Friday, February 27, 2009

Heroes Walk the Halls of Palo Alto College

Purple Heart Recipient—Dr. Dan Rodriguez, Director of Student Activities (L), presents Army Specialist Jose L. Montanez, a PAC student, with a Veterans Day memento, Nov. 11, 2008. Montanez was awarded his second Purple Heart Medal during a ceremony held at Brooke Army Medical Center, Feb. 17.


Heroes Walk the Halls of Palo Alto College

By Vincent Bosquez

For more than 225 years, our nation’s armed forces have served as the world’s premier “force-in-readiness.” Each November, Americans around the world take time to honor its military service members by remembering the sacrifices of veterans who have fought so gallantly in times of war and have served so faithfully in times of peace.

The legacy of our military’s veterans has produced a solid foundation upon which today’s Marines, Sailors, Soldiers and Airmen can march forward and add their names to the courageous deeds history books have recorded from past wars.

While Veterans Day only comes once a year, we are fortunate at Palo Alto College to be reminded on a daily basis that there are those among us who have answered our Nation’s call for service in “every clime and place” by exceeding all expectations of military service and coming home as true American heroes. More than 400 veterans currently take courses at PAC, and I’m proud of every single one of them.

One veteran I would like to bring to your attention is Army Specialist Jose L. Montanez, a pre-nursing student at Palo Alto College. Specialist Montanez was awarded his second Purple Heart in a ceremony at Brooke Army Medical Center by Brigadier General James K. Gilman, Commanding General, Great Plains Regional Medical Command, Feb. 17.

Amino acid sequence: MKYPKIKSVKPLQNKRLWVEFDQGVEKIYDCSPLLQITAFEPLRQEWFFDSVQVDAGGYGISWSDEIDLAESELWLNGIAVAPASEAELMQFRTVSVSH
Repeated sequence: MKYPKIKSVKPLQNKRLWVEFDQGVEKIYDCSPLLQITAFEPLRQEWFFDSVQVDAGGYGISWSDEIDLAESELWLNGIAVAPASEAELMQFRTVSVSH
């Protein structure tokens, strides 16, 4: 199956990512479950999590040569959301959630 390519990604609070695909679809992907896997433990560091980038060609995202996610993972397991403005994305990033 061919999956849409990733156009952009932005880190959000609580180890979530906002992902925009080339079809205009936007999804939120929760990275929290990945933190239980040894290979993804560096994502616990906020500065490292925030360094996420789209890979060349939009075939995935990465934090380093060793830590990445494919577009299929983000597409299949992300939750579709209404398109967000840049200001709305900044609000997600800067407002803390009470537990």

Specialist Montanez was assigned to Bravo Company, 40th Engineer Battalion, 1st Armor Division, serving as a combat medic in Iraq. On Sept. 25, 2006, while treating a fellow soldier, an improvised explosive device exploded near him resulting in combat injuries. SPC Montanez required hospitalization and received a medical discharge as a result of his injuries. Although SPC Montanez requires the use of a cane to get around campus, his injuries have not slowed down his determination to earn a degree and continue to serve the community he loves in the medical profession.

As SPC Montanez will attest to, no one really goes into war with the intent of being labeled a hero. There aren’t any special training courses one can take, no secret military job specialty, no magic pill or background traits that solely prepares a select few for such lofty a title. Most times, it’s simply “the luck of the draw,” and the determination not to let a buddy down.

During my 23-years on active duty in the U.S. Marine Corps, I saw young men and women, the majority of them who looked like the students I see every day on campus, transformed into the finest fighting force in the world. They, like SPC Montanez, go beyond the call of duty because they want to make a positive impact in their life and in the lives of others. Not everything they do is “great,” but then great things aren’t always needed. It’s taking care of the little things, or your buddy, that counts.

When America needs a hero, it doesn’t need to look beyond its military and her veterans. I know, for I have proudly served with them and continue to meet them as they walk the halls of Palo Alto College every day. Thank you SPC Montanez and the more than 400 military veterans who are now students at PAC for your service. Your duty and commitment to our Nation will not be forgotten.